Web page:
Considering how only one club has ever come back from a 3-0 deficit in a best-of-seven series in MLB history, the Astros are looking at a near must-win for Game 3. I mean, it isn’t mathematically impossible to still win the ALCS down three games to zero, but the odds of it happening are extremely low. According to FanGraphs, the Astros now only have a 20.8% chance of winning the ALCS trailing 2-0.
So, Game 3 is a big deal to the Astros and the outcome perhaps largely hinges on which version of Cristian Javier is present. Following a breakout 2022 — 2.54 ERA in 148 2⁄3 innings — the right-hander has seen his performance regress, even more so than initially expected. The summer months, in particular, were tumultuous for Javier, posting a 5.92 ERA in his last 79 innings for the season due primarily to a decline in velocity and pitch shape changes related to his release point, specifically on the vertical plane. Ultimately, we watched Javier struggle with generating the same rate of swing-and-misses, with his strikeout plummeting by roughly 10%. Opposing hitters teed off on his four-seam fastball, slashing .236/.314/.455 compared to .183/.285/.326 the season before.
With that said, Javier’s performance in his last four starts to close out the season was much more encouraging — 3.05 ERA in 20 2⁄3 innings — than what we watched from basically late June onwards. Strikeouts were up again. His pitches looked a bit more crisp, although his release point issues didn’t completely subside. In other words, Javier wasn’t “fixed” that late in the season, but the improvement was enough to bring his performance from generally abysmal to respectable with, at least from me, a more moderate level of heartburn during his starts.
That late-season improvement also carried over into his postseason start against the Twins in the ALDS, limiting the AL Central winners to one hit and zero runs across five innings. He also struck out nine and had 19 whiffs. The key caveat with Javier’s performance, however, was the number of free passes he allowed, issuing five walks in total. His slider was noticeably more effective, though, picking up 13 whiffs by itself.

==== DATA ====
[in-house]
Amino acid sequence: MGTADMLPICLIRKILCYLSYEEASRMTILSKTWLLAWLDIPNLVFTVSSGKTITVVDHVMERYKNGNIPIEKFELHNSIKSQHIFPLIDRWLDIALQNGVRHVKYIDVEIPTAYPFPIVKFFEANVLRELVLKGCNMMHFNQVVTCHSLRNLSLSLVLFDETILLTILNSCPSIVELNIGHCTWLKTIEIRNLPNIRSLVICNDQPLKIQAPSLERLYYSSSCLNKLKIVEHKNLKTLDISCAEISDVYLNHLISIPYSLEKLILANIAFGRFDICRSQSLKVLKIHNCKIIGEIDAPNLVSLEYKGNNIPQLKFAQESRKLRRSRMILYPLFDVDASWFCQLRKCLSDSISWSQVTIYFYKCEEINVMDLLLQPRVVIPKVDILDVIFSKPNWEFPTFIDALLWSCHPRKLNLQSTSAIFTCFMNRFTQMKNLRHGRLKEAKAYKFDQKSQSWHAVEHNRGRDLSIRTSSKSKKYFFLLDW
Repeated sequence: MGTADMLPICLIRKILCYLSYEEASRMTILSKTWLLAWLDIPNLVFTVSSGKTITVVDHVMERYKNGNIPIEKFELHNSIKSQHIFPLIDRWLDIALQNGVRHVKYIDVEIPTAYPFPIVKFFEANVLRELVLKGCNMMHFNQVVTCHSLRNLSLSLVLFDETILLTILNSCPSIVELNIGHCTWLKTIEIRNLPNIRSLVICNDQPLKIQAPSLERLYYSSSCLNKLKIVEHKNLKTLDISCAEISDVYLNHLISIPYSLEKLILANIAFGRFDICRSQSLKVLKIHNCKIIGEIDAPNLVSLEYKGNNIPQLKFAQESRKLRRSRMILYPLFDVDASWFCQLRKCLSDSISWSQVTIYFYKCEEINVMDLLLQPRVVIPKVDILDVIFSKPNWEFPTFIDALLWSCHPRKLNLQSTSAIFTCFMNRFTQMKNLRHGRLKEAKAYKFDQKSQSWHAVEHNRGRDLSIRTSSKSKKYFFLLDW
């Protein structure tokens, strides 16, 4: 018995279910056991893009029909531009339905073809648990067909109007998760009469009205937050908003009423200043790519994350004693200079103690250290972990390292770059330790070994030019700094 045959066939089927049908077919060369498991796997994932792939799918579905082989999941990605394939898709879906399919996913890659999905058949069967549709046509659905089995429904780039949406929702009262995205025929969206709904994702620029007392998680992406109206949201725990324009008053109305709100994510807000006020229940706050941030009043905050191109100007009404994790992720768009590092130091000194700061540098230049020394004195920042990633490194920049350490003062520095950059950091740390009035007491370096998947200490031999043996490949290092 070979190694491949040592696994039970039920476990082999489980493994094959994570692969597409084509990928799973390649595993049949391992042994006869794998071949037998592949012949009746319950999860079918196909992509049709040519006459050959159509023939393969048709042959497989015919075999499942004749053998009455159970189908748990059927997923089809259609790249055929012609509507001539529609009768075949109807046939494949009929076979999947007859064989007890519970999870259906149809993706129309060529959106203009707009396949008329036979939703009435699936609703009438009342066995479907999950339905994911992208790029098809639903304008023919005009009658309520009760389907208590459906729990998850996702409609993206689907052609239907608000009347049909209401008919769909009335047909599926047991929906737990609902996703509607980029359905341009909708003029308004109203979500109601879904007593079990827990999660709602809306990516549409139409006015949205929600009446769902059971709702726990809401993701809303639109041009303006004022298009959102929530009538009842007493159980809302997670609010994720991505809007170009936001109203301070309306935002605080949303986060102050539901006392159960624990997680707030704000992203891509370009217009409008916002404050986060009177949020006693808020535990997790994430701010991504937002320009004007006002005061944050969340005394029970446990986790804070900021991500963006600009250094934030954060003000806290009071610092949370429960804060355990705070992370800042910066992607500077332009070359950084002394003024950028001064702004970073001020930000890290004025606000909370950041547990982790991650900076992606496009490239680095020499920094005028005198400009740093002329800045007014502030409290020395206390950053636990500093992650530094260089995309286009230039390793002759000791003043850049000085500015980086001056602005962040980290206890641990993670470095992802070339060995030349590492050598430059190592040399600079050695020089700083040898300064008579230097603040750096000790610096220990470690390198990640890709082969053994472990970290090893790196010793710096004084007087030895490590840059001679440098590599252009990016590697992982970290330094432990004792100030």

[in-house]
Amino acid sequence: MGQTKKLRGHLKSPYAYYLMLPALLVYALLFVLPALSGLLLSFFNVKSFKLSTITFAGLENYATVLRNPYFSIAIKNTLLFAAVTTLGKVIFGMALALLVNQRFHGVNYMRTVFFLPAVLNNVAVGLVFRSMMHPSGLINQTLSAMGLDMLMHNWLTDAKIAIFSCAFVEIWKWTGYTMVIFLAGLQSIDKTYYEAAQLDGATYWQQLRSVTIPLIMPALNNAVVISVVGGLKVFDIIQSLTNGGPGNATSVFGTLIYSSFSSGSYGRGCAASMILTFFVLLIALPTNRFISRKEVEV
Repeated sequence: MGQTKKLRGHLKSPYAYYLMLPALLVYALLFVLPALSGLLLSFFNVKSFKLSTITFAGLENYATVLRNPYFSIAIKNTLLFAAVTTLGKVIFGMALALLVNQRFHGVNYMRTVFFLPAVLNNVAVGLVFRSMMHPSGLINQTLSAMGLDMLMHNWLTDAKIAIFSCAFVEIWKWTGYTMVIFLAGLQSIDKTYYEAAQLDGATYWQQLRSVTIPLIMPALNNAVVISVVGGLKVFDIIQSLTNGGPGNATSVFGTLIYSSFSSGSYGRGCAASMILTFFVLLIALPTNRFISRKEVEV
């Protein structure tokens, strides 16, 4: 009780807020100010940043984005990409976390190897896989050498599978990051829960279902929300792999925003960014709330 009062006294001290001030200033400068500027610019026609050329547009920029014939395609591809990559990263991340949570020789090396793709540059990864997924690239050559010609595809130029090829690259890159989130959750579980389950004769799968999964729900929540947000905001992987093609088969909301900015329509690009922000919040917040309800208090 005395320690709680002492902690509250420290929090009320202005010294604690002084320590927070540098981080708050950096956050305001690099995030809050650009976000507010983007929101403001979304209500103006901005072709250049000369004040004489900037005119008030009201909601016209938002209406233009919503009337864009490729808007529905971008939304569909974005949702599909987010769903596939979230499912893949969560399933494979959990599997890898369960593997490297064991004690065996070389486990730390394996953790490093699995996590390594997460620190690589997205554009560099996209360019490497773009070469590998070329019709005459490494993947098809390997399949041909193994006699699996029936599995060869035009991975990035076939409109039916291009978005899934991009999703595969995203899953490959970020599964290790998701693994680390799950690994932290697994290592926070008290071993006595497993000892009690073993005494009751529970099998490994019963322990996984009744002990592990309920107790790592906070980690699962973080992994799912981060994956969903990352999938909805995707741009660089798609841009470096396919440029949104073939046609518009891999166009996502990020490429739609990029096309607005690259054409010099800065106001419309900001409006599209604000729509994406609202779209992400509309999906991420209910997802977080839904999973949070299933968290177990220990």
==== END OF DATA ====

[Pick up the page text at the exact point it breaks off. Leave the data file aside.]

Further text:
Again, control was a bit of an issue for Javier during that start, as evidenced by the pitch chart above. The Twins, ultimately, were unable to convert on those walks. But could the Rangers convert on those opportunities, especially if Javier’s control is leaking enough? Quite possibly considering the outright depth of their lineup, with seemingly few holes to exploit. Whereas Minnesota led the league in strikeouts during the season, Texas was more middle of the pack in this regard. Against the former, Javier was able to prevent those walks from haunting him partially due to their swing tendencies. Against the latter, however, I am less confident.
My biggest concern of all is if that “invisiball” misses its intended target. With a fastball that largely hinges on the deception of its release and location to be successful, it doesn’t take much for that pitch to become quite hittable. We saw what happened this season when that deception wasn’t present and Javier wasn’t able to fully adjust. He thrives on generating strikes — called or swinging — from that high fastball in the zone, with opposing hitters unable to catch up to it. Not due to overwhelming velocity, mind you, but to how “flat” it appears when approaching the plate.
If his four-seam is even somewhat effective, it opens the door for that biting slider. When both of those pitches are on point, he is nearly unhittable for stretches. While the Astros could survive Game 3 and this ALCS without the unhittable version of Javier, they at least need something more akin to the past month or so worth of starts compared to most of 2023. If not, well, the odds don’t look promising.